Cincinnati council to make Juneteenth an official holiday for city workers
Cincinnati council is expected to make Juneteenth an official holiday for city workers starting this year. The ordinance goes up for a council vote next week and clearly has enough support to pass.
Juneteenth marks June 19, the day in 1865 when the last enslaved people heard the news they were free, more than two years after the Emancipation Proclamation.
Council Members Victoria Parks and Greg Landsman pushed to make the change in time for recognizing Juneteenth this year.
“There's so much significance attached to the true Emancipation Day and I just really appreciate the fact that we're going to celebrate it,” Parks said.
City officials estimate it will cost $56,000 in personnel costs for the additional paid time off. Police officers and fire fighters have the option to bank holiday time and “sell” it back to the city for wages. If all sworn employees did that, it would cost up to $578,000.
Parks says Cincinnati’s 11 holidays, including Juneteenth, will have the same number as Hamilton County and the state of Ohio, and less than Columbus, Cleveland, and Dayton (12 holidays), Toledo (13), and Akron (14).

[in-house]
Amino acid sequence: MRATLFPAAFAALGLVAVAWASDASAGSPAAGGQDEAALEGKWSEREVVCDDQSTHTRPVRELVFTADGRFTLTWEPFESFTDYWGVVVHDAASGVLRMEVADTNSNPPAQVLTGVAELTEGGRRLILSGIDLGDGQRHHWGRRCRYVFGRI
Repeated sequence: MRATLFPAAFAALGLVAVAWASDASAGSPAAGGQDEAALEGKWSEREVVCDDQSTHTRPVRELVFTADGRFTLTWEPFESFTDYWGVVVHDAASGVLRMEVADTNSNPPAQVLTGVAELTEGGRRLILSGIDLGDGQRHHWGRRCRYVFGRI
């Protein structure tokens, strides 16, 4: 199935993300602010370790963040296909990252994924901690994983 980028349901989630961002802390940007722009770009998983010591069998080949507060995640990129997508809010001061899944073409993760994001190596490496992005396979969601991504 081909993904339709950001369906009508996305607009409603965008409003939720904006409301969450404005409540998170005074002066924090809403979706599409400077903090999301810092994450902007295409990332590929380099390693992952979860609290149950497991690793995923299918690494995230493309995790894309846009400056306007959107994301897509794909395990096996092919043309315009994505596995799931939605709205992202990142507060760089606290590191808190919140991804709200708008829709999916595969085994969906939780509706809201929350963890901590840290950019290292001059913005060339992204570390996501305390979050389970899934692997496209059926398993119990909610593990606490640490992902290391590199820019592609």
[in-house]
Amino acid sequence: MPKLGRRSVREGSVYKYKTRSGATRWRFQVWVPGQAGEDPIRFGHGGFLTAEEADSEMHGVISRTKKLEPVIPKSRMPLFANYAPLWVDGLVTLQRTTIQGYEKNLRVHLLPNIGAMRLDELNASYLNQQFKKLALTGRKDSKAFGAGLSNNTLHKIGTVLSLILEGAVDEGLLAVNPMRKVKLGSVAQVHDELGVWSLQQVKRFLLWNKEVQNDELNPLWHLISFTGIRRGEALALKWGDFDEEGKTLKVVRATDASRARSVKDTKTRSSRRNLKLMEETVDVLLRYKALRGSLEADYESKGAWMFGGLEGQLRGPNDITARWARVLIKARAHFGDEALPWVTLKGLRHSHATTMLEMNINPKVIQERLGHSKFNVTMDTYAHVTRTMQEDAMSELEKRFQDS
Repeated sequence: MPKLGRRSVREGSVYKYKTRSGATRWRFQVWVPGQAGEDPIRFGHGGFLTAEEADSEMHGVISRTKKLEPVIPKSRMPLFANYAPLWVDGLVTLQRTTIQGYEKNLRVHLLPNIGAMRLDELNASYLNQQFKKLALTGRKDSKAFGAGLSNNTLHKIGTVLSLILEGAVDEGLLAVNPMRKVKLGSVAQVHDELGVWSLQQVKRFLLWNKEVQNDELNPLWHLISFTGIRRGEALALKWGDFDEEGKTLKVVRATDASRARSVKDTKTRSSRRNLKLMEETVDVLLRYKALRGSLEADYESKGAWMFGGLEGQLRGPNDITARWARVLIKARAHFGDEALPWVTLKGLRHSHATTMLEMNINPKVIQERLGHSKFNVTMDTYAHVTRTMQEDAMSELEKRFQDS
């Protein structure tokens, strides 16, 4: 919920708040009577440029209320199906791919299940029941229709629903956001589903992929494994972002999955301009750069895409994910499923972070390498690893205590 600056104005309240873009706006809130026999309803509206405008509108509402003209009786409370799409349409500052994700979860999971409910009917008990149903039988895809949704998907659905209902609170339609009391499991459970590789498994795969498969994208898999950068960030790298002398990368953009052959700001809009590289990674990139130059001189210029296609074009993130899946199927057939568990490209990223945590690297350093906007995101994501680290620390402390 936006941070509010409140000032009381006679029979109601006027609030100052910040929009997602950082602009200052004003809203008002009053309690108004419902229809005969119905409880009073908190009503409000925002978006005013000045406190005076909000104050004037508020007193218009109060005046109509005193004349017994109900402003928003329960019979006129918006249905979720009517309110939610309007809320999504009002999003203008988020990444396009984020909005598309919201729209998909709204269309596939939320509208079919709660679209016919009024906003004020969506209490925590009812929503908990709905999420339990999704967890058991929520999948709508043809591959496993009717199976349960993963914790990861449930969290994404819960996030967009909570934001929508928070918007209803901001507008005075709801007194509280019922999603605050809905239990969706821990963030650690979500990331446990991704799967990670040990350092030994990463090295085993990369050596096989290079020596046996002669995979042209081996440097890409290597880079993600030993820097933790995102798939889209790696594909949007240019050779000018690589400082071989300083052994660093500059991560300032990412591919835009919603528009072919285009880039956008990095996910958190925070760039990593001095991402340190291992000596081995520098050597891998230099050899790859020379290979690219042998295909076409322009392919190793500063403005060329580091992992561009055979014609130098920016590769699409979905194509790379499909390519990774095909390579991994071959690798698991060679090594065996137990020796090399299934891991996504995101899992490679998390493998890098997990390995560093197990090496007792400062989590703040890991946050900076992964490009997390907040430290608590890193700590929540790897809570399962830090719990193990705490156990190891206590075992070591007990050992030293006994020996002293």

“This is a real healing, reconciliation, coming together for all groups in Cincinnati,” said Vice Mayor Jan-Michele Lemon Kearney. “It's a matter of not just honoring our culture as black people in Cincinnati, but all of us together working together, and it's a real sign of unity.”
Juneteenth has been a national holiday since last year. The holiday has been celebrated in Cincinnati with a festival for more than four decades.
“For far too long as a city, for too long as a nation, we didn't do what was necessary to appreciate and celebrate Juneteenth,” said Council Member Scotty Johnson. “So my hat goes off to my colleagues in the city administration for making this happen.”
Since Juneteenth is on a Sunday this year, city workers will get Monday the 20th off work.